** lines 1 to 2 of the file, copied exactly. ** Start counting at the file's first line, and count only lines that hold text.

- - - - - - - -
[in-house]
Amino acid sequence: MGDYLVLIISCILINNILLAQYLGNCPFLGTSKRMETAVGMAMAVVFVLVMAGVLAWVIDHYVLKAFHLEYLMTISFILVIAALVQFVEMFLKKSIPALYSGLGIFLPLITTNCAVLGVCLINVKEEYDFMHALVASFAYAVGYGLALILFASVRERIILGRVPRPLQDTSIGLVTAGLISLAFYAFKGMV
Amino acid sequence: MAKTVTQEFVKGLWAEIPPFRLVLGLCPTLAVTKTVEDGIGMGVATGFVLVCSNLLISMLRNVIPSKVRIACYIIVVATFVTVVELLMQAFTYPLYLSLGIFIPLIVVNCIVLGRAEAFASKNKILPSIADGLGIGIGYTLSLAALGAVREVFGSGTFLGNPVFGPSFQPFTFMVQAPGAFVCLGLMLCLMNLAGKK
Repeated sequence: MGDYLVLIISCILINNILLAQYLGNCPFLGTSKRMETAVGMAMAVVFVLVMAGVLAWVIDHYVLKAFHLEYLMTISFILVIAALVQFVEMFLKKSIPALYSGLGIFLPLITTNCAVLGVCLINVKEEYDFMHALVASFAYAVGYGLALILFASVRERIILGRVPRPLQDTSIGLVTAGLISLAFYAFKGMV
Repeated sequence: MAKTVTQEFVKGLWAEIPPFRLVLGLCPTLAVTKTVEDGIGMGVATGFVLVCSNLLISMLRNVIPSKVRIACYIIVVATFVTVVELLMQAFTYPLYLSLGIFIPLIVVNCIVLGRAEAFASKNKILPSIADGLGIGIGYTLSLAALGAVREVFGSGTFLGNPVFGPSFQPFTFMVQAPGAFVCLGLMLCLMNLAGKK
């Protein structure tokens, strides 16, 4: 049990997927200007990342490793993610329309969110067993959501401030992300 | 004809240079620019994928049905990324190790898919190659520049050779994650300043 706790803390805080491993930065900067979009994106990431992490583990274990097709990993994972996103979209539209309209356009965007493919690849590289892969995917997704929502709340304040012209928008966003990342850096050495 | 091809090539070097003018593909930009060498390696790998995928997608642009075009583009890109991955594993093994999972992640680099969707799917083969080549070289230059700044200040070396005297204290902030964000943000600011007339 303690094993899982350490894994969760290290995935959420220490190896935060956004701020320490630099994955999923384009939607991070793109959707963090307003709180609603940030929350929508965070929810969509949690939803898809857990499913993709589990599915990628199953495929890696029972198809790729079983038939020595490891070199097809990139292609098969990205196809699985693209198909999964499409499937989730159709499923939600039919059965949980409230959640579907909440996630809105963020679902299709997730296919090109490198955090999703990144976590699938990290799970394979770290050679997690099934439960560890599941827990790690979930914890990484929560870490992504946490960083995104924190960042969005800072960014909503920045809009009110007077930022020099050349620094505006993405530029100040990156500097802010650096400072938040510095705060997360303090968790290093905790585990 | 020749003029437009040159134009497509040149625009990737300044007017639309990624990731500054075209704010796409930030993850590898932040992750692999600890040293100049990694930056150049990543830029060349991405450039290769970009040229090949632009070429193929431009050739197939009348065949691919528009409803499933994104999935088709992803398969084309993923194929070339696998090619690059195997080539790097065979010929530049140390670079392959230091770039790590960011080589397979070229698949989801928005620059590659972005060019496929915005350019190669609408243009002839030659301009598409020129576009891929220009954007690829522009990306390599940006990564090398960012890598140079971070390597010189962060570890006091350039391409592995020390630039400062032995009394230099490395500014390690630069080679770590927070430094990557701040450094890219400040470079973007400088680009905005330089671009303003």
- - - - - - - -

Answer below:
[in-house]
Amino acid sequence: MGDYLVLIISCILINNILLAQYLGNCPFLGTSKRMETAVGMAMAVVFVLVMAGVLAWVIDHYVLKAFHLEYLMTISFILVIAALVQFVEMFLKKSIPALYSGLGIFLPLITTNCAVLGVCLINVKEEYDFMHALVASFAYAVGYGLALILFASVRERIILGRVPRPLQDTSIGLVTAGLISLAFYAFKGMV